Psychometric characteristics and race-related measurement invariance of stress and coping measures in adults with HIV/AIDS


Measurement invariance is the extent to which scales have the same meaning across groups, a condition that is necessary prior to conducting between-group comparisons. As stress and coping research increasingly examines the adjustment efforts of African Americans and Caucasians living with chronic health conditions, it is first necessary to assess the equivalence of existing stress and coping measures for both racial groups. This study examined the psychometric properties and measurement invariance of four measures used frequently in stress and coping research. African Americans (n = 204) and Caucasians (n = 83) completed pre- and post-intervention surveys as part of a randomized clinical trial that tested if telephone-administered psychotherapies could reduce depressive symptoms in persons living with HIV/AIDS. Participants completed the ways of coping checklist (WOCC), the coping self-efficacy scale (CSES), the provision of social relations scale (PSRS), and the geriatric depression scale (GDS). Several WOCC subscales initially evidenced poor internal consistency (when computed using summated composites) that improved when measurement models were applied. The 12-week test-retest reliabilities of PSRS total and subscale scores were notably lower in African Americans than Caucasians. Analyses of race-related measurement invariance showed acceptable invariance for the GDS and the CSES but less certain invariance for the WOCC and PSRS. Stress and coping researchers should examine carefully the psychometric properties of study measures within and between racial groups prior to conducting tests of between-group differences. © 2010 Springer Science+Business Media, LLC.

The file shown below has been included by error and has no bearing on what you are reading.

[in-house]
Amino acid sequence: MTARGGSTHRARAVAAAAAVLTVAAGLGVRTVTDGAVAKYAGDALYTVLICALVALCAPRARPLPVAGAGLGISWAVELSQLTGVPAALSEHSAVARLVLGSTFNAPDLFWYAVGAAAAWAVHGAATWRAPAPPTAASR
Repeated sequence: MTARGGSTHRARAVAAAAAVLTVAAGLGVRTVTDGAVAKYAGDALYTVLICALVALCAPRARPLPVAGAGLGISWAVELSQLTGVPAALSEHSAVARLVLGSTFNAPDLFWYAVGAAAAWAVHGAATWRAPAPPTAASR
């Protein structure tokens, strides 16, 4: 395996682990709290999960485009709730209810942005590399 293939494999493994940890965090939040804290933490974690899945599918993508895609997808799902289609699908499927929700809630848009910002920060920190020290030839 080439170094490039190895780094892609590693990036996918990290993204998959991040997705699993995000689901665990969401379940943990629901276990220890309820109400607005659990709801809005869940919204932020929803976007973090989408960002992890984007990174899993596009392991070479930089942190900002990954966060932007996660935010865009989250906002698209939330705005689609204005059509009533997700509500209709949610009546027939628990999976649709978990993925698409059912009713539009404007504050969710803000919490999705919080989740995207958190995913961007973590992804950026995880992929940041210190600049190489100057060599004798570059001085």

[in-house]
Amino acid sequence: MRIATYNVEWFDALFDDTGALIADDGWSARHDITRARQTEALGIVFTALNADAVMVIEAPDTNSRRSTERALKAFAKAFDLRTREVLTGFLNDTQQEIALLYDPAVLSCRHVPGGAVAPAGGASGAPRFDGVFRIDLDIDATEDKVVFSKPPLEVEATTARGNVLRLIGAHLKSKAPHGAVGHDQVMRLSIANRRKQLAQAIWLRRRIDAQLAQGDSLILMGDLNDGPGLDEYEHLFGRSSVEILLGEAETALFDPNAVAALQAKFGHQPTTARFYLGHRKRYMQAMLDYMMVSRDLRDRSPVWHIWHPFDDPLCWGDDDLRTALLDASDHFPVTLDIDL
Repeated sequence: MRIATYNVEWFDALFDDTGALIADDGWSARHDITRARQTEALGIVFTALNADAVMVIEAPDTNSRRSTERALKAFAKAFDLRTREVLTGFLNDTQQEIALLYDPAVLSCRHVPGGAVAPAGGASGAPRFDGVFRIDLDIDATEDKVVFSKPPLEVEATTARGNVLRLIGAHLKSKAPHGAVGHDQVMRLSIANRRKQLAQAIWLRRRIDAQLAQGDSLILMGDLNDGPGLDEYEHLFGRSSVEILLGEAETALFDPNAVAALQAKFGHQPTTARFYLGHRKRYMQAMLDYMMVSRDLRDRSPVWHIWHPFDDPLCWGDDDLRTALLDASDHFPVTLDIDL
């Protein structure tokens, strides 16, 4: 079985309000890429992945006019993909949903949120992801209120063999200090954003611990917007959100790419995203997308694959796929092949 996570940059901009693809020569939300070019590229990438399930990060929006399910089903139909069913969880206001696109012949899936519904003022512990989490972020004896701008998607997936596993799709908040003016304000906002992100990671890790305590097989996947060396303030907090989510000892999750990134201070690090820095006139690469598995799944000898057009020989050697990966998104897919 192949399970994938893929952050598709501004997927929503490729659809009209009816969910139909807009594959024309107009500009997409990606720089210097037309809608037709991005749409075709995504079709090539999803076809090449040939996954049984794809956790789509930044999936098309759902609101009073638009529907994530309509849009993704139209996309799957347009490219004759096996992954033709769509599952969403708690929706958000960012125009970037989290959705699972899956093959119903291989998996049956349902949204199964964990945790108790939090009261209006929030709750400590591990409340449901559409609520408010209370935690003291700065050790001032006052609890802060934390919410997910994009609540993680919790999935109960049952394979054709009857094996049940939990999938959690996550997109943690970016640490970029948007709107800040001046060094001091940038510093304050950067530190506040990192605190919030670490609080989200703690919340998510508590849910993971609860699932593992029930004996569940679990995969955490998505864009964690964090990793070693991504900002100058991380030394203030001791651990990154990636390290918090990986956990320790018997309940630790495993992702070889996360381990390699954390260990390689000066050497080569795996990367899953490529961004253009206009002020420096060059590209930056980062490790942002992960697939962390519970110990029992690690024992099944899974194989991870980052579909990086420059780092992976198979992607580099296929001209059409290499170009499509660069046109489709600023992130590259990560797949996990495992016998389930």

Publication Title

AIDS and Behavior